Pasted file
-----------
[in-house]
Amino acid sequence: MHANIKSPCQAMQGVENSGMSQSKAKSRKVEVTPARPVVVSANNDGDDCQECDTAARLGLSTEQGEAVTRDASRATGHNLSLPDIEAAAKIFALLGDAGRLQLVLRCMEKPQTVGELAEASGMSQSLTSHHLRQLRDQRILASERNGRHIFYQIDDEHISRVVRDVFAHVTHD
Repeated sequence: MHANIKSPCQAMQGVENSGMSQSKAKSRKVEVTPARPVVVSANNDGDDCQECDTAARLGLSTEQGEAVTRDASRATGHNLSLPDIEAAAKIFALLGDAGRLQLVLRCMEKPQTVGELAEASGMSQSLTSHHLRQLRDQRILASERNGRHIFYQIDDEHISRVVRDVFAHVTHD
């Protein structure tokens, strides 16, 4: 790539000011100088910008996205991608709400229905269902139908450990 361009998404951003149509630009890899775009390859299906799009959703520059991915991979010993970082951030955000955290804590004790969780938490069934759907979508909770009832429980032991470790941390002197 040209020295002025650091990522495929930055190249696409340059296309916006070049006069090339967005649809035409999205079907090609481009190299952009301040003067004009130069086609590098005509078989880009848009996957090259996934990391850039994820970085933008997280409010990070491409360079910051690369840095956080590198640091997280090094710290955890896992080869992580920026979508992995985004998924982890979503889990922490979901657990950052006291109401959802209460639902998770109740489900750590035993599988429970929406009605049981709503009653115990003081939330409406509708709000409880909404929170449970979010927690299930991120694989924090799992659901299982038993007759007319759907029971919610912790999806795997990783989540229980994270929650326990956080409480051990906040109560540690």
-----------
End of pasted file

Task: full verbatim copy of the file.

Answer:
[in-house]
Amino acid sequence: MHANIKSPCQAMQGVENSGMSQSKAKSRKVEVTPARPVVVSANNDGDDCQECDTAARLGLSTEQGEAVTRDASRATGHNLSLPDIEAAAKIFALLGDAGRLQLVLRCMEKPQTVGELAEASGMSQSLTSHHLRQLRDQRILASERNGRHIFYQIDDEHISRVVRDVFAHVTHD
Repeated sequence: MHANIKSPCQAMQGVENSGMSQSKAKSRKVEVTPARPVVVSANNDGDDCQECDTAARLGLSTEQGEAVTRDASRATGHNLSLPDIEAAAKIFALLGDAGRLQLVLRCMEKPQTVGELAEASGMSQSLTSHHLRQLRDQRILASERNGRHIFYQIDDEHISRVVRDVFAHVTHD
């Protein structure tokens, strides 16, 4: 790539000011100088910008996205991608709400229905269902139908450990 361009998404951003149509630009890899775009390859299906799009959703520059991915991979010993970082951030955000955290804590004790969780938490069934759907979508909770009832429980032991470790941390002197 040209020295002025650091990522495929930055190249696409340059296309916006070049006069090339967005649809035409999205079907090609481009190299952009301040003067004009130069086609590098005509078989880009848009996957090259996934990391850039994820970085933008997280409010990070491409360079910051690369840095956080590198640091997280090094710290955890896992080869992580920026979508992995985004998924982890979503889990922490979901657990950052006291109401959802209460639902998770109740489900750590035993599988429970929406009605049981709503009653115990003081939330409406509708709000409880909404929170449970979010927690299930991120694989924090799992659901299982038993007759007319759907029971919610912790999806795997990783989540229980994270929650326990956080409480051990906040109560540690």